His inner circle has contracted and some who have spoken with him over the last week described him as convinced that he could have been vindicated in the court of public opinion over time — a belief that was evident in his remarks Monday, though some allies did not believe his farewell address was the appropriate venue to make that case.
Others close to him criticized the governor’s speech as self-aggrandizing and disingenuous, arguing that Mr. Cuomo ultimately resigned because he knew his removal through impeachment was inevitable, not because, as the governor said on Monday, his staying would “only cause governmental paralysis.”
Mr. Cuomo has busied himself with last-minute duties of the job, focusing in particular on responding to severe weather that battered the region.
Over the last few days, Mr. Cuomo re-emerged in person, holding two storm-related briefings and directing his personal lawyer, Rita Glavin, to conduct a 22-minute virtual presentation on Friday designed to push back on the attorney general report. Ms. Glavin also sought to cast doubt on the accounts from many of the women who accused the governor of inappropriate behavior.
As he departs, Mr. Cuomo leaves with a platform he can use to continue voicing his grievances, a following, however big or small, of loyal supporters whose admiration he earned during the pandemic, and a massive $18 million campaign war chest, by far the most out of any politician in the state.
On Monday, Melissa DeRosa, the governor’s top aide, issued a statement seeking to tamp down speculation swirling about Mr. Cuomo’s political future. Ms. DeRosa announced her plans to resign two days before Mr. Cuomo did, and her resignation — she is being replaced by Ms. Keogh — goes into effect at midnight as well.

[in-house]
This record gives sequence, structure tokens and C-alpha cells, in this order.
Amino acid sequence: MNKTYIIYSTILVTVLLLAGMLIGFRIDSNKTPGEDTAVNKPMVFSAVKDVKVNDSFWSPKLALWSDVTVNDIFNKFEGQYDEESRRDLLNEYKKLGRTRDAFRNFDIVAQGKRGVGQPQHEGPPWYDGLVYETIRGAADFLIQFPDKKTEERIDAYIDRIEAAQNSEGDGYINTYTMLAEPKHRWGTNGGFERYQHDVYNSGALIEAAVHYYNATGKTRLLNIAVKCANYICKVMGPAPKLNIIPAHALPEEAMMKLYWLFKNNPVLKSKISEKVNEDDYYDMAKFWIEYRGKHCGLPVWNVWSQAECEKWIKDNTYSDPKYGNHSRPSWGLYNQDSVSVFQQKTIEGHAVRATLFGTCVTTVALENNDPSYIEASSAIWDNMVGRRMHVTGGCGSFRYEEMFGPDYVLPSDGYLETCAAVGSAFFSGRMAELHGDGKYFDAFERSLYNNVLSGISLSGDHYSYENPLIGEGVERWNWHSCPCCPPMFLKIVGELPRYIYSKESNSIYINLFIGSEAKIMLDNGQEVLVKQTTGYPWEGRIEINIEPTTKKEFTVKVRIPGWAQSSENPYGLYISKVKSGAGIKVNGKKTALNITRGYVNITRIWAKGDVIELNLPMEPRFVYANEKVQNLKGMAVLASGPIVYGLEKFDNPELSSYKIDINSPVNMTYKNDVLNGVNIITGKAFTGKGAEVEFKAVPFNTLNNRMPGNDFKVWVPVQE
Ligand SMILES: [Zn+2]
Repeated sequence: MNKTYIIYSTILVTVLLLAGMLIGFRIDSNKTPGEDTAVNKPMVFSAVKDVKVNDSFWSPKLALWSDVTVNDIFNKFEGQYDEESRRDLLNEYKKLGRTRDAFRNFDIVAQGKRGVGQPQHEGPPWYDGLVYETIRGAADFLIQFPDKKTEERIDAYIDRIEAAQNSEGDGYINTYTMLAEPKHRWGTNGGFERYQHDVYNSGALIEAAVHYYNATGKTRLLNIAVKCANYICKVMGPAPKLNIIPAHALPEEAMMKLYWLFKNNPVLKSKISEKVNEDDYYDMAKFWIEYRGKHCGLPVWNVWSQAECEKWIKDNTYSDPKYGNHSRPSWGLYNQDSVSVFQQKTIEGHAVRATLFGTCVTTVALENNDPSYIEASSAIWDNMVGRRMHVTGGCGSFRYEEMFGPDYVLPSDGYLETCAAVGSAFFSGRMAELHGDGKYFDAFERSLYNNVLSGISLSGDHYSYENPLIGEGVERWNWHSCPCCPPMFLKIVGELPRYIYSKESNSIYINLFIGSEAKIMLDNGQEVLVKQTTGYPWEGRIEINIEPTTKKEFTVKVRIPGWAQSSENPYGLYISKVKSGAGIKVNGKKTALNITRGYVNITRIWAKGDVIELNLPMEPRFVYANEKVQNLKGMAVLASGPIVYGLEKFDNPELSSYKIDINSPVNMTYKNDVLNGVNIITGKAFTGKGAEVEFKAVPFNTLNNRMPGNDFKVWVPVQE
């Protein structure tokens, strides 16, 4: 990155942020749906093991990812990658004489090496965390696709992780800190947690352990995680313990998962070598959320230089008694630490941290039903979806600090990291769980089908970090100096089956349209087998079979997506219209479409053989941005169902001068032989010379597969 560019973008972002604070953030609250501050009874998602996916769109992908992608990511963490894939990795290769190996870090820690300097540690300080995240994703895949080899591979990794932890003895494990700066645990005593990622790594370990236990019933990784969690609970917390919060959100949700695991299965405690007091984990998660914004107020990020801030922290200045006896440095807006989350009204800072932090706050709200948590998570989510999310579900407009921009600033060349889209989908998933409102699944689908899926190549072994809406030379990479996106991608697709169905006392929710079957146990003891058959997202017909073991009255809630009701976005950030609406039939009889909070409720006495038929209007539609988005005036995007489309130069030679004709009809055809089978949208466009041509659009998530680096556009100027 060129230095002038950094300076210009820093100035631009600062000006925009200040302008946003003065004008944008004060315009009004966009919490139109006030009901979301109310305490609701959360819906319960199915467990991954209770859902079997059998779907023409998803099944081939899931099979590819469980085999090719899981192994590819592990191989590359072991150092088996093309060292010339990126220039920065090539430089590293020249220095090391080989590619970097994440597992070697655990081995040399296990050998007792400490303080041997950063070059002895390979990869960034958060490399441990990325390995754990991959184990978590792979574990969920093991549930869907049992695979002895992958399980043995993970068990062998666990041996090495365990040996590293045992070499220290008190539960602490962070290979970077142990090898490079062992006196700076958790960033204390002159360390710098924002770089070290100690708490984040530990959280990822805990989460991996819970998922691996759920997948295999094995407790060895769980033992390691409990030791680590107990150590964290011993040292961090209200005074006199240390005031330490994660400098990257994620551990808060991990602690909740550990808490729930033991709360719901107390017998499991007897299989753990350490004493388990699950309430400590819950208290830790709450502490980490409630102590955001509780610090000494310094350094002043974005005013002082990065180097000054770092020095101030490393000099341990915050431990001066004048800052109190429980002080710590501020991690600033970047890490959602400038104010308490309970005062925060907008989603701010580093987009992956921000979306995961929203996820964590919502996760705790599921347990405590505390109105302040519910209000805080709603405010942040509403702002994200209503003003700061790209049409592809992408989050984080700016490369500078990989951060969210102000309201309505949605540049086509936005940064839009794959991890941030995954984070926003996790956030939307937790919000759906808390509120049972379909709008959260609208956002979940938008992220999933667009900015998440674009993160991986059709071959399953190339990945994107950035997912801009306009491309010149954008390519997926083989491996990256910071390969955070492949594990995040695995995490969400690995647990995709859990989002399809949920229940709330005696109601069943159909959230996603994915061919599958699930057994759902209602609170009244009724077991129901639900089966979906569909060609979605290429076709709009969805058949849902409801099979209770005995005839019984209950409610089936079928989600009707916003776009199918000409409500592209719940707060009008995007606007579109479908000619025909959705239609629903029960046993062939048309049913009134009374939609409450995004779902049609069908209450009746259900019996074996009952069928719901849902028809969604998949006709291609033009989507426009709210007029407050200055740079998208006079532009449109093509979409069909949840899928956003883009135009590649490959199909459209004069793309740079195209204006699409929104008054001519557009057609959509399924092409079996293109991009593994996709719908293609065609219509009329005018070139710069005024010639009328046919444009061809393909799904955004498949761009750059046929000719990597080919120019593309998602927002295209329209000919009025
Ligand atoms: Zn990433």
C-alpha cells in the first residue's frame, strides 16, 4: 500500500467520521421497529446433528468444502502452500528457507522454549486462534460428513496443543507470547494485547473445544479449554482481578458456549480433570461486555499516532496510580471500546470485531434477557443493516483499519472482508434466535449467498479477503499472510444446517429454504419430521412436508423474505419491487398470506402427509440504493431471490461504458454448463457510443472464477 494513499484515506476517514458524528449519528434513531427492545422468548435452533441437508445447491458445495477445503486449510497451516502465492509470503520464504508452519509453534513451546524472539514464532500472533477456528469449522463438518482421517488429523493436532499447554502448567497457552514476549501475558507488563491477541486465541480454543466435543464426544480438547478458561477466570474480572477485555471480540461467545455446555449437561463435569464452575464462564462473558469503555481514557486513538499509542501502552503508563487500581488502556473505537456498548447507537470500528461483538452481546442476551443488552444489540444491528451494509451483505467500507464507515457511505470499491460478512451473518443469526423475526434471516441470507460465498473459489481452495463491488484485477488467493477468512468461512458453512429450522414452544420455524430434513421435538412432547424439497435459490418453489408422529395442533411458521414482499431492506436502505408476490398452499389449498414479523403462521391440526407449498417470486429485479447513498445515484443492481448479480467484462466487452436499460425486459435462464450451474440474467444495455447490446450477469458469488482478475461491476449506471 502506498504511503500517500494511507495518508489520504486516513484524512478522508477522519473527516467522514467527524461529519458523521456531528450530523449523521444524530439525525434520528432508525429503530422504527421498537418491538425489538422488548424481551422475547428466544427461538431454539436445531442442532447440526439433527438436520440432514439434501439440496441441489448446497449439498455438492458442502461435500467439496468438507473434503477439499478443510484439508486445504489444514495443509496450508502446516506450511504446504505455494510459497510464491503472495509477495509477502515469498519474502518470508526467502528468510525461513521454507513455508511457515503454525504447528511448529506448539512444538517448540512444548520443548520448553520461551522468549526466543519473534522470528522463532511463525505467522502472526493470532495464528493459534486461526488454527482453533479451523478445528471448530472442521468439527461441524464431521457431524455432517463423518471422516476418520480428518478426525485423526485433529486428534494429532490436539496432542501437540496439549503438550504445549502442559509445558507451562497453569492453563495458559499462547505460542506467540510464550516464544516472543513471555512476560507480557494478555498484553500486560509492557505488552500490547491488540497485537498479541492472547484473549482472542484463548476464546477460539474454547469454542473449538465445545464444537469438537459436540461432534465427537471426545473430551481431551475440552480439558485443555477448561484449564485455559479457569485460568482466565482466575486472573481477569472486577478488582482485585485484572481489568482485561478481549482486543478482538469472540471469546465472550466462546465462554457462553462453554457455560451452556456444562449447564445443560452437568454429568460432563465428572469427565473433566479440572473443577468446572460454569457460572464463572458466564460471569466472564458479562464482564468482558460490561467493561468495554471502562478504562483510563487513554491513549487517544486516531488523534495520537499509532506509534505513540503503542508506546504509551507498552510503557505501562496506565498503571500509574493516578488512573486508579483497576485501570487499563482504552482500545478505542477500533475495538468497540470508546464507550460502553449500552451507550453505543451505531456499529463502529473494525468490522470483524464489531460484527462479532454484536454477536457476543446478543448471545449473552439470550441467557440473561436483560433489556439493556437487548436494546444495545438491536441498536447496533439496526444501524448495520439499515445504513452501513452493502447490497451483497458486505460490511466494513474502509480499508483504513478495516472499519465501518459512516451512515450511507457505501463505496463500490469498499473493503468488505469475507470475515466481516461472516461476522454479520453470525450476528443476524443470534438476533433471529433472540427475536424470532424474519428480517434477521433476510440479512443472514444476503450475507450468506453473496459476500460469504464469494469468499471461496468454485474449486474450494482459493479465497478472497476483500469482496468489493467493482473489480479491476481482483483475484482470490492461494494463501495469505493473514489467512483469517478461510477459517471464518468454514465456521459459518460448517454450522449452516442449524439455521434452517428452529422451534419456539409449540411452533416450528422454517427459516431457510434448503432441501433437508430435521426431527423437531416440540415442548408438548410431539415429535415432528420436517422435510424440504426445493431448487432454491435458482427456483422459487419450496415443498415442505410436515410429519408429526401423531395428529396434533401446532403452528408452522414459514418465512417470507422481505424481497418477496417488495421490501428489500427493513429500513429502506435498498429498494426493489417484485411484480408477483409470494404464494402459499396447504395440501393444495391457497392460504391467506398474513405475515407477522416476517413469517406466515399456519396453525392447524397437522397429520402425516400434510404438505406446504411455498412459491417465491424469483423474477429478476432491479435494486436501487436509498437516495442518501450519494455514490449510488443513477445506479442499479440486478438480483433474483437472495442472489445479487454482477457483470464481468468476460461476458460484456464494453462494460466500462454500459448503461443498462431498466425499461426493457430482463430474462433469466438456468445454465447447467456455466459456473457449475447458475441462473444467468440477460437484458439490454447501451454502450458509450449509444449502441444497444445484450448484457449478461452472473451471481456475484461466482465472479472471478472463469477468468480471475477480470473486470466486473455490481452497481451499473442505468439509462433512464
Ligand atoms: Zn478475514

“He looks forward to spending time with his family and has a lot of fishing to catch up on,” Ms. DeRosa said. “He is exploring a number of options, but has no interest in running for office again.”
It remains unclear where Mr. Cuomo, who does not own property, will live after he moves out from the Executive Mansion, which is just a few blocks away from the State Capitol.
“I’m sure he’s been saying goodbye to folks on the Executive Mansion staff, packing up, getting himself ready for a new living situation,” said Jay Jacobs, the New York State Democratic chairman, who had called for Mr. Cuomo’s resignation but said he has since spoken with him, as recently as early last week.
“He’s also been finishing up governmental work. There are things that have to go into place, things that are in place that have to be finished up,” he said.
Someone close to him said Mr. Cuomo has considered renting a house in Westchester County, where he has lived before and where his sister Maria Cuomo lives. Indeed, on Friday, moving trucks transported boxes from the governor’s mansion in Albany to his sister’s home in Westchester.